Viewpoint: If Paula Deen can live healthier, everyone can

By Mallory Hisler

Paula Deen announced in January she has Type 2 Diabetes, in which the body cannot process insulin. Her efforts to curb her deep-fried, high-in-all-the-bad-stuff cooking brings to the table again a popular topic in America — obesity.

Now that the hailed “Queen of Southern Cooking,” who is known for having a less than healthy relationship with butter and frying, is trying to shape up (pardon the pun) her diet to better herself, isn’t it time to look at our own food choices and see what we can do for ourselves?

First I must say that I am by no means a super healthy eater. I enjoy Cracker Barrel’s Sunday Homestyle Chicken, a fresh pot of gumbo and chocolate chip cookies more than I might like to admit. But does that really mean that I need to eat those things on a regular basis? No, not at all.

Leading a healthy lifestyle doesn’t have to mean denying yourself things that you love, nor does it have to mean participating in a marathon and living off of food that tastes like cardboard. There are plenty of ways to enjoy a delicious meal and burn off calories in a fun way.

There are countless recipes in books and on the Web that offer meals that are good for you and don’t skip out on the flavor. Most restaurants also have selections that you can tell are better for you just by reading the description. Eating better can keep you from developing scary conditions like diabetes, but it can also make you feel better in your day-to-day life.

Then there is exercising, which seems to be hard for many people, including myself. However, you don’t have to go to a gym or run the bear trail to stay in shape (although those are great). Something that my mom and my aunts used to do to stay fit was walking laps around the community building together. They would meet up and do stretches, then walk about 10 laps, which equated to around 3 miles. Catching up on things that had happened during the day and laughing was a great motivator to go, and the fact that they weren’t at a gym or another crowded place made them feel comfortable.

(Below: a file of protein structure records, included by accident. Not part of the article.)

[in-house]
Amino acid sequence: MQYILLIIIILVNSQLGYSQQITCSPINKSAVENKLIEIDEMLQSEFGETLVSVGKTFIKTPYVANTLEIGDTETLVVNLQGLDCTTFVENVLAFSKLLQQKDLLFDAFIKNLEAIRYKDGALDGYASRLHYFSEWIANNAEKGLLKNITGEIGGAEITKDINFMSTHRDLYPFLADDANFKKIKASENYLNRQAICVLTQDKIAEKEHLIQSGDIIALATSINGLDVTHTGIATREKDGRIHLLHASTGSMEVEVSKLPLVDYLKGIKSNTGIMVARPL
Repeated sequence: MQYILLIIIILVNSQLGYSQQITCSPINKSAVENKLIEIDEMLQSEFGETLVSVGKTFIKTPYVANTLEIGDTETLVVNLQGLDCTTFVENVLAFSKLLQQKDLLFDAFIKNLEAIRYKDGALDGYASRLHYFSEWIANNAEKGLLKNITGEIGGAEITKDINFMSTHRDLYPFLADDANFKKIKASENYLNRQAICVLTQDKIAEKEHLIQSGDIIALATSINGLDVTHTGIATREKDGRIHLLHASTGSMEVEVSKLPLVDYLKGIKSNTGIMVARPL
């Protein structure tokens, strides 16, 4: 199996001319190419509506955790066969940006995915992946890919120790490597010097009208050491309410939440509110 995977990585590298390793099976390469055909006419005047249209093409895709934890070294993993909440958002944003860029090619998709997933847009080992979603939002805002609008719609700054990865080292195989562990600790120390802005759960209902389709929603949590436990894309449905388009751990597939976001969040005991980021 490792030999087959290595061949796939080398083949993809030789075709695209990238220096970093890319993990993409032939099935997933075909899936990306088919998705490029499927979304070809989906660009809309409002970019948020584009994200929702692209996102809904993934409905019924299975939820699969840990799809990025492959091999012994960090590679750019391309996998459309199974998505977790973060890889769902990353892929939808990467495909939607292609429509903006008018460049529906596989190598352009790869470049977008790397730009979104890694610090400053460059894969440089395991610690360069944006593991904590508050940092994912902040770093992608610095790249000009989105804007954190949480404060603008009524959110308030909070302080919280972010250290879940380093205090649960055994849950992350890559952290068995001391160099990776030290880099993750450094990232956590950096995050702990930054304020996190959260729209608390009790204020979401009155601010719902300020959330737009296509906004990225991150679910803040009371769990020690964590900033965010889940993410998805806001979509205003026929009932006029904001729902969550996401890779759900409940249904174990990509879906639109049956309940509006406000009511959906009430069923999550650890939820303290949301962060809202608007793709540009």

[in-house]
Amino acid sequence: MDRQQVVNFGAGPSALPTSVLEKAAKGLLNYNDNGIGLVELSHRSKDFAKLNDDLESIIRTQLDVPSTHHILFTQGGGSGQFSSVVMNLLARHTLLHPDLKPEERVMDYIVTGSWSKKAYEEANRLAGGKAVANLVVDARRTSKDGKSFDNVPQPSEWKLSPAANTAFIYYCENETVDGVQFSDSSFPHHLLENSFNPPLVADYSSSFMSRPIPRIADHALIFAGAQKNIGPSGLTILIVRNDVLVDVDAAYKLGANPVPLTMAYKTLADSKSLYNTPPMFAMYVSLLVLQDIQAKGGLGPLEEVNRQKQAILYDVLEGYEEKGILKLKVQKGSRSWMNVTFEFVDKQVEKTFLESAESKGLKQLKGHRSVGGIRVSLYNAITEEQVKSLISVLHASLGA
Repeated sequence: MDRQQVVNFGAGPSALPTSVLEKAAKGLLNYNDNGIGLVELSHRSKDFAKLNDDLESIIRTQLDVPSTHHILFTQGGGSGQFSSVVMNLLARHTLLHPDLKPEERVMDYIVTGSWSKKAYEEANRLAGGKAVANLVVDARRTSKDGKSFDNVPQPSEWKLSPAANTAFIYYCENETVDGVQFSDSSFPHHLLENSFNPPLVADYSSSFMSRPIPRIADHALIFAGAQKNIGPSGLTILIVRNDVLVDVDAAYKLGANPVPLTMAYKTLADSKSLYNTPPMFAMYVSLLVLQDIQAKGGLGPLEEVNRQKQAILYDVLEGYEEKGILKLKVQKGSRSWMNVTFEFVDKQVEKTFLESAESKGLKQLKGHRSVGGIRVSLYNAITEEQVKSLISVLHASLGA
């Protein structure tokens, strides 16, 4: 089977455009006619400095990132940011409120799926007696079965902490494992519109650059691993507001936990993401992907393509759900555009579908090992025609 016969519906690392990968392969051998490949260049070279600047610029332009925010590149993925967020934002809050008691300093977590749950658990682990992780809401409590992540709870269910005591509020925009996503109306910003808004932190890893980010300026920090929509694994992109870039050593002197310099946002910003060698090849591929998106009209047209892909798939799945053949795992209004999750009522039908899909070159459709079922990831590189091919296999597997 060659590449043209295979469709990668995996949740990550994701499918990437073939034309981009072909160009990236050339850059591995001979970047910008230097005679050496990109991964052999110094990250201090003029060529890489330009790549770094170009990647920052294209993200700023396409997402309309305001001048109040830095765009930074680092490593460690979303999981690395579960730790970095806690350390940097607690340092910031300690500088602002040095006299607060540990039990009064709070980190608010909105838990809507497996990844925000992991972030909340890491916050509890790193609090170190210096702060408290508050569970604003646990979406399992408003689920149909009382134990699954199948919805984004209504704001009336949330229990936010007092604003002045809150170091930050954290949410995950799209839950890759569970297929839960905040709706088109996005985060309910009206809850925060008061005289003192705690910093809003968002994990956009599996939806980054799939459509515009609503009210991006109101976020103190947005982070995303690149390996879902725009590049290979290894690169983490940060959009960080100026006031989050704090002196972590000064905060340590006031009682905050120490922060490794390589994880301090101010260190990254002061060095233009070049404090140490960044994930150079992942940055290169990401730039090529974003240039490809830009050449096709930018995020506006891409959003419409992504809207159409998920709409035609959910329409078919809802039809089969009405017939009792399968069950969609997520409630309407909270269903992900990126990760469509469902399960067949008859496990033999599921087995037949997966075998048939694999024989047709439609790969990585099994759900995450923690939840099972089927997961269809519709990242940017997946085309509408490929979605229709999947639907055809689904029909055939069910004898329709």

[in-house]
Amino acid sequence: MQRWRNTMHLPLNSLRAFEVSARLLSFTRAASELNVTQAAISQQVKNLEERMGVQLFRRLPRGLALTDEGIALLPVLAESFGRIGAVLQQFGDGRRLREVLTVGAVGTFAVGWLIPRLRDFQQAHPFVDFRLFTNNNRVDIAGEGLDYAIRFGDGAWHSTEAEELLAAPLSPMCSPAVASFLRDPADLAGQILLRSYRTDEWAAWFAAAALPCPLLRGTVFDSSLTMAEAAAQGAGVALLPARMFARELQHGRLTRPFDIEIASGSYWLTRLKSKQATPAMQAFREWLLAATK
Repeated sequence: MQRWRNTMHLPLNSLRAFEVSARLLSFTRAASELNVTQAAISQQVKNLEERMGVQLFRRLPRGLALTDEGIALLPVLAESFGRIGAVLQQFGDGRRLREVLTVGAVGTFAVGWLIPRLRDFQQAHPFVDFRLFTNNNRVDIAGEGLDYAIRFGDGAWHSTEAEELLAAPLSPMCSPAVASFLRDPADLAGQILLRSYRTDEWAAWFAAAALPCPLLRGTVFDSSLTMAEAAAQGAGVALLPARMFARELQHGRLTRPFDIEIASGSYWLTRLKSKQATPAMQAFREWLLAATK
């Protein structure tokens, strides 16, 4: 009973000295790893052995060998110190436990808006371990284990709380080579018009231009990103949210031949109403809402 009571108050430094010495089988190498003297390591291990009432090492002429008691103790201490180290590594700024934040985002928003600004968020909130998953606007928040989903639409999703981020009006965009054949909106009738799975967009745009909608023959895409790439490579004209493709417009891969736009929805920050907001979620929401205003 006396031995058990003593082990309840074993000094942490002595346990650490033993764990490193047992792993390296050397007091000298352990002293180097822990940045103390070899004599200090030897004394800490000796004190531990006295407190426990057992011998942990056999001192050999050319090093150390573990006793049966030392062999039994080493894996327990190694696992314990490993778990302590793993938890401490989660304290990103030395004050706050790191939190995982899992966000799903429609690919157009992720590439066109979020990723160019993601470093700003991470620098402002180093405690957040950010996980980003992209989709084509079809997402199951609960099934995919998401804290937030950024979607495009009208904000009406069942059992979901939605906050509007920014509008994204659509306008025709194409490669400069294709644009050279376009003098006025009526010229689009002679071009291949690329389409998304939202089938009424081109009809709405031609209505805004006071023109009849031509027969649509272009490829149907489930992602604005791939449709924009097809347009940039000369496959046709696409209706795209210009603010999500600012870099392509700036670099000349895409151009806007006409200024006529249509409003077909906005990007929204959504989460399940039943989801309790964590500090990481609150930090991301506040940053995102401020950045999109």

I have started a combination workout, which I found on Pinterest, of cardiovascular and strengthening sets that I can do at my house watching TV. It is not traditional, but it is something that I feel at ease doing, and I definitely can tell the difference.

My point is that you don’t have to be a health guru to know how to make wise choices and give your body what it deserves.

We owe it to our future generations to be good examples. We owe it to ourselves to treat our bodies better and give it things that will help strengthen and energize it.

I mean if Paula Deen can do it, we should all have some kind of inspiration.

Mallory Hisler is a senior journalism major from Anahuac and is a reporter for the Lariat.